The Survival of Silk Landscapes

The landscape of Alzira, Carcaixent, La Pobla Larga and other neighboring towns of La Ribera is almost exclusively planted with orange groves now. But in many of them we can still find remaining mulberry trees from the crops that were before, whose leaves served as food for the silkworms we kept in breeding shelves. Although mulberries were planted in groves, the need to extend farmland made farmers start growing them in orchards from the eighteenth century. Both the orange and the mulberry orchards follow the pattern of Valencian gardens and appeared during the Enlightenment and the start of physiocratic thought. But at first, in the process of expansion of irrigation, mulberries occupied much of the surface taken from rainfed land. In the second half of the nineteenth century the orange began to expand over the new transformed land; replaced the mulberry in the orchards and generated the landscape that we have today.

30a-80

Adrià Besó
Both the orange and the mulberry orchards follow the pattern of Valencian gardens and appeared during the Enlightenment and the start of physiocratic thought. In the photo, Hort de Sant Carles (Alzira).

An expanding crop

From the Middle Ages until the second half of the nineteenth century, mulberries had been common in the landscape of Valencian gardens that specialised in silkworm breeding, locations like La Safor, La Ribera Alta and L’Horta de Valencia. This picture was reflected in many graphic and literary testimonies. Vicente Lassala, royal commissioner of agriculture, upon inspecting the south of Valencia in 1871, visited the crops around Alzira, «with fields enclosed by stout mulberry trees», and Gandia, «whose gardens are populated by mulberries». They were planted along farm plots and accompanying roadsides and ditches, «contributing greatly to beautify provided by these extensive gardens coloured by so many crops», the agronomist Sanz de Bremón said in 1875.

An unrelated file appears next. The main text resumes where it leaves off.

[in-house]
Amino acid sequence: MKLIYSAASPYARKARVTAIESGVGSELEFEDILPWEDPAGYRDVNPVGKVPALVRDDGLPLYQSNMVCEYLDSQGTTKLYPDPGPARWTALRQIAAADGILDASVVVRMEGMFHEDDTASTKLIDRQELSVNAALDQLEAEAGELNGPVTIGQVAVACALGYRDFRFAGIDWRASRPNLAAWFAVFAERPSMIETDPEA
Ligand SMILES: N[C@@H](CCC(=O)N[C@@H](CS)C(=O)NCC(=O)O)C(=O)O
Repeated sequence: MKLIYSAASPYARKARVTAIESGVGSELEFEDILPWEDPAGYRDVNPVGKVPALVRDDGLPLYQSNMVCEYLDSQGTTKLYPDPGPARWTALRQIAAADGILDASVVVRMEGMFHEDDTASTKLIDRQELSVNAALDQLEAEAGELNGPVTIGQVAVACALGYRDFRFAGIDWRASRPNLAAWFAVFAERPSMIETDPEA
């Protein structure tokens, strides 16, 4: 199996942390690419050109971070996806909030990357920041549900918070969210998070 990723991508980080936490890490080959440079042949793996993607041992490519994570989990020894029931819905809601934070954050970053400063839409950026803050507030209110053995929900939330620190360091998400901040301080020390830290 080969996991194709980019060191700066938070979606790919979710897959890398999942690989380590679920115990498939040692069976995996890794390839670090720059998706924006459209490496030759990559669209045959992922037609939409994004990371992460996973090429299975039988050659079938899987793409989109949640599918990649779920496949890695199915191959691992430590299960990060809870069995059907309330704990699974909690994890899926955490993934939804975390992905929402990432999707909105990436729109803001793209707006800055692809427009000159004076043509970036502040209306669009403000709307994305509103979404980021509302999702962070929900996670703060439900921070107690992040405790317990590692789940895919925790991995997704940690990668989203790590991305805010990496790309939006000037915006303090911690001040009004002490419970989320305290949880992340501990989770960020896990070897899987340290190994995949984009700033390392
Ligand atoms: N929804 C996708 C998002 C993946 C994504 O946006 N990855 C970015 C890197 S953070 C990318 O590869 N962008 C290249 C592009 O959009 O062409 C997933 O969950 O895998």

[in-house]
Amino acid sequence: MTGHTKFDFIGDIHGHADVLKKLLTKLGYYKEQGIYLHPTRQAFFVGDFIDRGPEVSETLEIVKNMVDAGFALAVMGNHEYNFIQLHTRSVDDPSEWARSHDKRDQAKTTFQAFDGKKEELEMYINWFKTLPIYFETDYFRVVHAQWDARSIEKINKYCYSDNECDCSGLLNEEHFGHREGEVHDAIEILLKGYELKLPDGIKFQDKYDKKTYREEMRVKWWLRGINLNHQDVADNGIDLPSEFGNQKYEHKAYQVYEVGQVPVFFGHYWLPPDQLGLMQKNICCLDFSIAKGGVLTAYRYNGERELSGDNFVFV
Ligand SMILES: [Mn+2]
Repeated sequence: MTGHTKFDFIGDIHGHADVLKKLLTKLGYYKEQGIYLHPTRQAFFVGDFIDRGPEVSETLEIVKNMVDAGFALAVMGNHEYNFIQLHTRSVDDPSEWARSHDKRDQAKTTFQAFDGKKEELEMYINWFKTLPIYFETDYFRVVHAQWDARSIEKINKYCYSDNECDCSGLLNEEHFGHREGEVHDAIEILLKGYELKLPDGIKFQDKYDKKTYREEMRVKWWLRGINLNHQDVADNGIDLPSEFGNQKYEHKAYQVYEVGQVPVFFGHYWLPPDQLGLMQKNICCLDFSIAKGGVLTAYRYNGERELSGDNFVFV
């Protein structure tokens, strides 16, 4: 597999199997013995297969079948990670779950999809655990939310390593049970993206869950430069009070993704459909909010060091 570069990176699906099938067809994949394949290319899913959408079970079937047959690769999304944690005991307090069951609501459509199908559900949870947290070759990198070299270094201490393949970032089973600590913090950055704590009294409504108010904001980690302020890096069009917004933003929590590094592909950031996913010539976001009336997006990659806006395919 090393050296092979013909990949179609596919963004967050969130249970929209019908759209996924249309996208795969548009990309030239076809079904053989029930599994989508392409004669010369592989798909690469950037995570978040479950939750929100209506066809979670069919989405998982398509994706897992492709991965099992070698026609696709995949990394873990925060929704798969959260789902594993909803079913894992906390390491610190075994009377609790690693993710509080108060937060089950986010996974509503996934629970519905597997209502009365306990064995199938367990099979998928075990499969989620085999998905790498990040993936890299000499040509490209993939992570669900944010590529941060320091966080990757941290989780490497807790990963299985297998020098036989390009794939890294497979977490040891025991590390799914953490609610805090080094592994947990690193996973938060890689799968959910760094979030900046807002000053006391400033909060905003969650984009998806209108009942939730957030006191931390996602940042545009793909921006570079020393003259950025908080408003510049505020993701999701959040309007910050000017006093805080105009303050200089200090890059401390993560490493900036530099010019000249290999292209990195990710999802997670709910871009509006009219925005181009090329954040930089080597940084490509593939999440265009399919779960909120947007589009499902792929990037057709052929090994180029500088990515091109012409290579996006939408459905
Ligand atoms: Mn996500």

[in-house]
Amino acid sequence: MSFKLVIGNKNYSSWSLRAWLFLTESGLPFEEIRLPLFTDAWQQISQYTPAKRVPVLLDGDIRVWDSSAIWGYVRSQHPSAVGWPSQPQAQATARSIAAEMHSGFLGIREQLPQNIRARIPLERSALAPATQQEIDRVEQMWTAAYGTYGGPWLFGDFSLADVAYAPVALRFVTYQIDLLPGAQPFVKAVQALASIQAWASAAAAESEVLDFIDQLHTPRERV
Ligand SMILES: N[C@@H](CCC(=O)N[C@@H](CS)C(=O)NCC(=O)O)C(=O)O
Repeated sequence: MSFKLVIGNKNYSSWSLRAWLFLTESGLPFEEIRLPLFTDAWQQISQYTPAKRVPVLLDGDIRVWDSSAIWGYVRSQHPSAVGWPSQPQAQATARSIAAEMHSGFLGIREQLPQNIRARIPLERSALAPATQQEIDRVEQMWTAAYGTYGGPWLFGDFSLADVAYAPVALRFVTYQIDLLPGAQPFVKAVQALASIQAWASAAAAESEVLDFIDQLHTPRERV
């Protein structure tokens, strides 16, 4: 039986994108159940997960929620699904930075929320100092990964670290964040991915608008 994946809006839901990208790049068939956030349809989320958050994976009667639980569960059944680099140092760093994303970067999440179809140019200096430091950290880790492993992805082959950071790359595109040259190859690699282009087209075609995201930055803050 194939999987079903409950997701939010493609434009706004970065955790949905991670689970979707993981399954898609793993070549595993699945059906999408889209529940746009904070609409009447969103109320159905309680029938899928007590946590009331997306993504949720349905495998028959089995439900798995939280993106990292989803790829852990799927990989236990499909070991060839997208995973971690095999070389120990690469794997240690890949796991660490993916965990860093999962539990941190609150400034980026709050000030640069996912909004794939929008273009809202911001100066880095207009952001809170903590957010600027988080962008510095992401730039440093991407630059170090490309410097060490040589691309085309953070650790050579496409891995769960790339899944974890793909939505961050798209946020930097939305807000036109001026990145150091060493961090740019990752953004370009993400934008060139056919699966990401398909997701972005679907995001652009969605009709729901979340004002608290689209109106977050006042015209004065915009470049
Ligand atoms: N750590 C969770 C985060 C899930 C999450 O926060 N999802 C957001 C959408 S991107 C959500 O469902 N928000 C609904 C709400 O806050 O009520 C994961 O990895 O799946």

«From the Middle Ages until the second half of the nineteenth century, mulberries had been common in the landscape of Valencian gardens»

In Ribera del Júcar mulberry cultivation grew considerably from the modern era, especially in Carcaixent and its surroundings, making it necessary to expand irrigated land. The first major expansion started in 1679 with the opening of the Royal Irrigation Canal of Carcaixent, thanks to which an extensive rainfed area north of the town was irrigated, and the plots, surrounded by mulberry trees, were devoted to horticultural crops. But the need to extend the crops – already exhausted the possibilities of surface irrigation – encouraged in the eighteenth century a new stage of dryland transformation using underground water sources. This process began in those lands bordering surface irrigation plots, located in the headings of La Vilella and Les Basses del Rei, near the road connecting Carcaixent and Alzira. They are sandy plots, unsuitable for low cultures, so they were used for tree crops, among which the mulberry tree would stand out in the first stages. The result was the emergence of a different orchard landscape, characterized by the presence of “huertos”, a term referring to a portion of ground, usually enclosed with walls and dedicated to trees, while “huertas” (market gardens) are dedicated to low crops in open fields.

[Full text available in Catalan and Spanish]

© Mètode 2014 - 80. The science of the press - Online only. Winter 2013/14
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Professor del departament d’Història de l’Art. Universitat de València.